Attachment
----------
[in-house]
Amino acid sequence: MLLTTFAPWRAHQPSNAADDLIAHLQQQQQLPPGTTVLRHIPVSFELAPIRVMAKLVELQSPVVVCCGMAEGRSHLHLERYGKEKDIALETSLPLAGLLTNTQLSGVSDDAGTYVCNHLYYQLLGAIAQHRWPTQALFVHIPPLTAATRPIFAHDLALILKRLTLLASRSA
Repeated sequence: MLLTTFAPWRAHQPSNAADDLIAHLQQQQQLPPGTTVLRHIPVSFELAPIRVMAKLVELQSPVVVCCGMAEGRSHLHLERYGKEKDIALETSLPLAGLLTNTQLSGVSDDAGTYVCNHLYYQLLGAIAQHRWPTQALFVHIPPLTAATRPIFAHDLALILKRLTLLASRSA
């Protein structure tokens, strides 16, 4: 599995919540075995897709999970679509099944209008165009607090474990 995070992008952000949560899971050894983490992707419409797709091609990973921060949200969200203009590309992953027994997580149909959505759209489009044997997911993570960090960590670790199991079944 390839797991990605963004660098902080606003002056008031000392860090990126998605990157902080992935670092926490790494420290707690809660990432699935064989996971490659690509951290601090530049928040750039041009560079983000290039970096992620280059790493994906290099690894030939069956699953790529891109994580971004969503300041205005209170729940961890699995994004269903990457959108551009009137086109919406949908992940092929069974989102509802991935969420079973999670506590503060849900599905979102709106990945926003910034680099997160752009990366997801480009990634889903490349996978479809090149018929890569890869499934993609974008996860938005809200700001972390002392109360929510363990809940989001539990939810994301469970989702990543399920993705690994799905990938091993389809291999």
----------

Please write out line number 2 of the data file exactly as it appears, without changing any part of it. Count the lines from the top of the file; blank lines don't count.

Amino acid sequence: MLLTTFAPWRAHQPSNAADDLIAHLQQQQQLPPGTTVLRHIPVSFELAPIRVMAKLVELQSPVVVCCGMAEGRSHLHLERYGKEKDIALETSLPLAGLLTNTQLSGVSDDAGTYVCNHLYYQLLGAIAQHRWPTQALFVHIPPLTAATRPIFAHDLALILKRLTLLASRSA